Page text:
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Hunton v. American Zurich Insurance Co.

United States District Court, D. Arizona

December 3, 2018

Bryan Hunton, Plaintiff,
v.
American Zurich Insurance Company, Defendant.

          ORDER

          Douglas L. Rayes United States District Judge.

         Following a trial in this insurance bad faith action, the jury returned a verdict in favor of Plaintiff and against Defendants. (Doc. 344.) Shortly after the jury returned its verdict, the parties negotiated a settlement. (Doc. 356.) In accordance with that settlement and the parties' stipulation, the Court dismissed this action with prejudice on June 1, 2018. (Docs. 362, 365.)

         Four days later, Plaintiff filed a Motion to Unseal Trial Exhibits (Doc. 366), which now is fully briefed (Docs. 367, 368). Plaintiff asks the Court “to unseal the exhibits admitted into evidence at trial (Doc. 347).” (Doc. 366 at 8.) Docket entry 347 is a copy of Plaintiff's trial exhibit list. None of these exhibits, however, were admitted under seal at trial, a fact Plaintiff acknowledges in his motion.[1] (Doc. 366 at 1 (“[W]hen Plaintiff indicated in the parties' Joint Pretrial Statement that he intended to use some of those documents at trial, Zurich did not object or seek to prevent their disclosure in open court. Nor did it move to seal them once they were admitted, or at any point thereafter.”).) The Court cannot unseal trial exhibits that were not sealed in the first place. Instead, the Court construes Plaintiff's motion as challenging Defendant's designation of these exhibits as confidential and seeking relief from the July 7, 2016 Protective Order's restrictions on the disclosure of confidential material produced during discovery. (Doc. 36.) So framed, Plaintiff's motion is granted.

         I. Overview of Protective Order

          On July 5, 2016, the parties jointly moved for the entry of a protective order designed to facilitate discovery and reduce discovery disputes. (Doc. 35.) The Court granted the motion and issued the Protective Order on July 7, 2016. (Doc. 36.) The Protective Order allows either party to designate material sought during discovery as “confidential, ” defined as:

such material or matter used by [the designating party] in, or pertaining to, its business, which matter is not generally known and which the party would normally not reveal to third parties or would cause third parties to maintain in confidence and/or . . . constitute such personal material which matter is not generally known and which the party would normally not real to third parties or would cause third parties to maintain in confidence.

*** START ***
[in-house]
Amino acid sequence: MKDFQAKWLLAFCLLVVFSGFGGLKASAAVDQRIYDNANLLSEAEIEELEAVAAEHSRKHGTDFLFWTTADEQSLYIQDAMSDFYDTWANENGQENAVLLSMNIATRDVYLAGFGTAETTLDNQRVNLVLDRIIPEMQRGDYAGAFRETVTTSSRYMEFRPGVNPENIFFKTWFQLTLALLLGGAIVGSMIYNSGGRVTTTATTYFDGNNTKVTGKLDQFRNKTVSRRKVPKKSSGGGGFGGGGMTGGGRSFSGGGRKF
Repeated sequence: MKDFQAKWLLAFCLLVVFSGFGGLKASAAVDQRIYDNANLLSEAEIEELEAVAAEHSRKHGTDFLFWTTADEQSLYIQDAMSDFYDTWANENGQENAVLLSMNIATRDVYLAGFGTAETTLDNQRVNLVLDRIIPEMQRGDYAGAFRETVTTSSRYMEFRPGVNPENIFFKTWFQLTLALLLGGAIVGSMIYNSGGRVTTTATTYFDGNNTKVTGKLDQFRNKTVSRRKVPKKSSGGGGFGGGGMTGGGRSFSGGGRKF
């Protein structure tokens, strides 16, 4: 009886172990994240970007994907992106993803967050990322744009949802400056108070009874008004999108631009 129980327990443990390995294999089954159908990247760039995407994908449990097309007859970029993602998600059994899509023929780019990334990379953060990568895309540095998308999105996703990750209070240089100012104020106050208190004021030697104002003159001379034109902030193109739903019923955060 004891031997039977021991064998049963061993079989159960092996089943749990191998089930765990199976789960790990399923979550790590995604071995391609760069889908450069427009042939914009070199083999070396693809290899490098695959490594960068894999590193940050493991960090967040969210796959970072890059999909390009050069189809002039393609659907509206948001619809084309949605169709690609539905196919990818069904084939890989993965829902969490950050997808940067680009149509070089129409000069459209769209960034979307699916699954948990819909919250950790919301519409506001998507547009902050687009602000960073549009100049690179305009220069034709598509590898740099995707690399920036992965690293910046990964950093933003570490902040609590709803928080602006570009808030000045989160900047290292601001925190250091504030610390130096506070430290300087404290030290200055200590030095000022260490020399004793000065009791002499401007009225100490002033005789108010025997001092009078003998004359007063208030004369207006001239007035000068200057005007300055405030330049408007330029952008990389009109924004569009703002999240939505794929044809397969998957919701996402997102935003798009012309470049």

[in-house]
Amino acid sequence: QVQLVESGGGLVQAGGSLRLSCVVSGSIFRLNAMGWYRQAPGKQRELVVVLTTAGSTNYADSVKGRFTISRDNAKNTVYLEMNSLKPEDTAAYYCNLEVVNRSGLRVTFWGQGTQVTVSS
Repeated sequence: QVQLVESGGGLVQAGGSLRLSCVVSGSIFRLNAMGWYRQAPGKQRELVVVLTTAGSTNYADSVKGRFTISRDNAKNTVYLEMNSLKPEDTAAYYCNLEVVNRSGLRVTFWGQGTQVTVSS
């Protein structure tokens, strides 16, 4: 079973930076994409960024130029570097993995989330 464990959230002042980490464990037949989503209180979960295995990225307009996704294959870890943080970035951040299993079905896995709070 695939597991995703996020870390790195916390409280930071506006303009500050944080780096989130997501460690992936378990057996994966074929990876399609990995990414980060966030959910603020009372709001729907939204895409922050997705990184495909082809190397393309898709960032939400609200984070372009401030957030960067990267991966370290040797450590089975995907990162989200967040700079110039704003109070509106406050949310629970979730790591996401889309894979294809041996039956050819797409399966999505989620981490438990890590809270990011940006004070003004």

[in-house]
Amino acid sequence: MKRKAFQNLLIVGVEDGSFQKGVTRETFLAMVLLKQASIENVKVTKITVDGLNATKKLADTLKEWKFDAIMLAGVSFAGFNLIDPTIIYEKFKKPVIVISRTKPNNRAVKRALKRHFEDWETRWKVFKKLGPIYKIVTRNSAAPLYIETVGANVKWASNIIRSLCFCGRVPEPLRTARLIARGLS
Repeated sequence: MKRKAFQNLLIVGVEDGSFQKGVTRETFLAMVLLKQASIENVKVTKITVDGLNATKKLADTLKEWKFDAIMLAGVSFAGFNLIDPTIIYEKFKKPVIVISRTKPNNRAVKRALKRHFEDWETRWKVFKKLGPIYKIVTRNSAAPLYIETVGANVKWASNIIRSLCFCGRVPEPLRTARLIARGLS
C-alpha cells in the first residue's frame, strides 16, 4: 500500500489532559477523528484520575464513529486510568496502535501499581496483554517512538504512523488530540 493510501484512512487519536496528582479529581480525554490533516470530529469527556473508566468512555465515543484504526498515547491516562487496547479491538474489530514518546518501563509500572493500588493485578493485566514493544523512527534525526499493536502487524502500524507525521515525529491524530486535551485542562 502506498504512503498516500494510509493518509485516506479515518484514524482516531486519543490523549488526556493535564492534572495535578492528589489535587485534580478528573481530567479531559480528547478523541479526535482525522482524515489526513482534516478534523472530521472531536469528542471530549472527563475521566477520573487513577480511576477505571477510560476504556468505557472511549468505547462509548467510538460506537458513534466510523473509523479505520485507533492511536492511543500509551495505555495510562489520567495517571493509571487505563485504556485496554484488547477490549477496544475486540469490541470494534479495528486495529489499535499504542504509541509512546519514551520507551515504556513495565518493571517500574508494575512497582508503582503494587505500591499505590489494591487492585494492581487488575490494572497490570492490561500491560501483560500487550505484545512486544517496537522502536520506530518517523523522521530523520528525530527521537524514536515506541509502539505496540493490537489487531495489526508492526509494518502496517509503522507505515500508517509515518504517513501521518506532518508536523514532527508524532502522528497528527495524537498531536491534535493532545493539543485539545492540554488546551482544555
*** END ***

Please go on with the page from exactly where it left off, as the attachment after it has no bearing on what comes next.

(¶ 2.) The Protective Order also restricts the disclosure of information designated as confidential. (¶¶ 3-5.)

         Pursuant to Paragraph 8 of the Protective Order:

before filing any “CONFIDENTIAL INFORMATION” with the Court, the submitting party must confer with the designating party to determine whether or not the designated material must be filed under seal, and if so, whether the parties can agree on a stipulation to have the “CONFIDENTIAL INFORMATION” filed under seal. Any stipulation must set forth the facts and legal authority that justify filing the “CONFIDENTIAL INFORMATION” under seal. If the parties cannot agree on a stipulation, the submitting party must lodge the “CONFIDENTIAL INFORMATION” under seal and file and serve a notice of lodging summarizing the parties' dispute and setting forth the submitting party's position, accompanied by a certification that the parties have conferred in good faith and were unable to agree about whether the “CONFIDENTIAL INFORMATION” should be filed under seal. Within 14 days after service of the notice, the designating party must file and serve either a notice withdrawing the confidentiality designation or a motion to seal and a supporting memorandum that sets forth the facts and legal authority justifying the filing of the “CONFIDENTIAL INFORMATION” under seal. If the designating party does not file a motion or notice, the Court may enter an order making the “CONFIDENTIAL INFORMATION” part of the public record.

(¶ 8.) Moreover,

[i]n the event that any “CONFIDENTIAL INFORMATION” is used in any court proceeding in connection with this litigation in accordance with the terms of this Order, it will not lose its “CONFIDENTIAL INFORMATION” status through the use, and the parties will take all steps reasonably required to protect its confidentiality during the use.

(¶ 11.)

         The Protective Order does not require a party to challenge the propriety of a confidentiality designation at the time it is made, nor does failure to do so “preclude a subsequent challenge during the pendency of this litigation.” (¶ 9.) If a dispute over the propriety of a confidentiality designation arises, “[t]he burden of proving ...


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